The universe of companies selected for this study consisted of 640 companies, which are common across two most widely used Indian stock market indices namely S&P CNX 500 and BSE 500 firms as at the end of March 31, 2004 having foreign exchange exposure, which is a fair representation of corporate India. A nationwide questionnaire-based survey was conducted to capture the management motivations of foreign currency derivatives usage. 55 responses were received leading to a response rate of 8.59%. The most of the respondent firms (70.4%) have documented foreign exchange risk management plan/policy/programme. The transaction exposure as a foreign currency risk is more critical to the firms (74.5%) followed by translation exposure (58.3% responded as moderate degree of risk) and economic exposure (54.3% responded as low degree of risk). To reduce the volatility in profits after tax, cash flows, and to reduce the cost of capital and thus increase the value of the firm on one side of the pole and to reduce the risks faced by the management on the other side of the pole are the major motivations of the firms using foreign currency derivatives in India. The firms with high debt ratio are more likely to use foreign currency derivatives. The major objective of using derivatives is hedging the risk (96.1% responded as rank one objective), for arbitrage purpose (55.3% assigned rank two) and price discovery (36.4% assigned rank two and 33.3% assigned rank three). The speculation as objective of using foreign currency derivative is the least preferred option (62.1% assigned it as rank four). The management motivations for the use of foreign currency derivatives captured in factor-analytic framework are 'hedging to improve value of firm', 'management utility and compensation', 'accounting and disclosure requirements', 'strengthen control systems’, and 'avail tax benefits and reduce cost of capital'. The firm characteristics such as high degree of debt ratio and ESOPs usage influence the use of foreign currency derivatives. These seven factors explain 59.28% of the total variance.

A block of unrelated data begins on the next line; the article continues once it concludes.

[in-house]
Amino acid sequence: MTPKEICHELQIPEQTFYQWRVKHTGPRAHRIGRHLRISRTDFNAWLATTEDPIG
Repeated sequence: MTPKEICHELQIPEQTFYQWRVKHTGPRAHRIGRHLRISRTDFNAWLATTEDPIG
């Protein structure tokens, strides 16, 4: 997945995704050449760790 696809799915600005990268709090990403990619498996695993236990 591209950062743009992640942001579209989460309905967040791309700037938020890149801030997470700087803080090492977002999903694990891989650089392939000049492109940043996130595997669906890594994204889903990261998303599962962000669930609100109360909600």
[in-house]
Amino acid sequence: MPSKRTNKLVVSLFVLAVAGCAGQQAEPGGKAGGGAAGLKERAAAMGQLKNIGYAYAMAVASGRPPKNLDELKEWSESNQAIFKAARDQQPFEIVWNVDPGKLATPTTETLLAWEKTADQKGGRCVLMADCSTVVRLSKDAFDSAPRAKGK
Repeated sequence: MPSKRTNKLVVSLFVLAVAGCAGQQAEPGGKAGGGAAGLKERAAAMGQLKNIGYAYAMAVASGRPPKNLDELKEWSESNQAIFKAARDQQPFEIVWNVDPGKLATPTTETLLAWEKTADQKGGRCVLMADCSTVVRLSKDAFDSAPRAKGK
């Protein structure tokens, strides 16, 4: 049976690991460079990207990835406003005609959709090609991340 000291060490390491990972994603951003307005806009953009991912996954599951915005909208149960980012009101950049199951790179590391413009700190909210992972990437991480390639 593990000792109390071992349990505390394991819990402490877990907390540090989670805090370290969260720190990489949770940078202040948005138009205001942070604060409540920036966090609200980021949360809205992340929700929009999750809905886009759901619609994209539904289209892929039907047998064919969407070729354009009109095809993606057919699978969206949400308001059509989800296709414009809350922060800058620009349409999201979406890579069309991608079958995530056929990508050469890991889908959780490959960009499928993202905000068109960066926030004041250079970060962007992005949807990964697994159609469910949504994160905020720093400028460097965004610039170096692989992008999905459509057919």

Foreign exchange quotation
Foreign exchange quotations may be confusing because currencies are quoted in terms of another currency. Mainly there are two methods of quoting: 1. Direct method and 2. Indirect method Direct method is followed by most of the countries in which the numbers of domestic currency is stated against one unit of foreign currency. For example: in we have to spent Rs.45 to purchase one unit dollar than quotation can be written as: Rs. /$ = 45 or $1 = Rs. 45 In case of indirect method of quoting value of one unit of domestic currency is stated against foreign currency. If we continue with the previous example then it can be quoted as: Rs. 1 = 1/45 or 0.02222 In the global foreign exchange market two rates are quoted by dealers – one rate is buying rate which is also called the BID RATE and another is selling rate which is also known as 9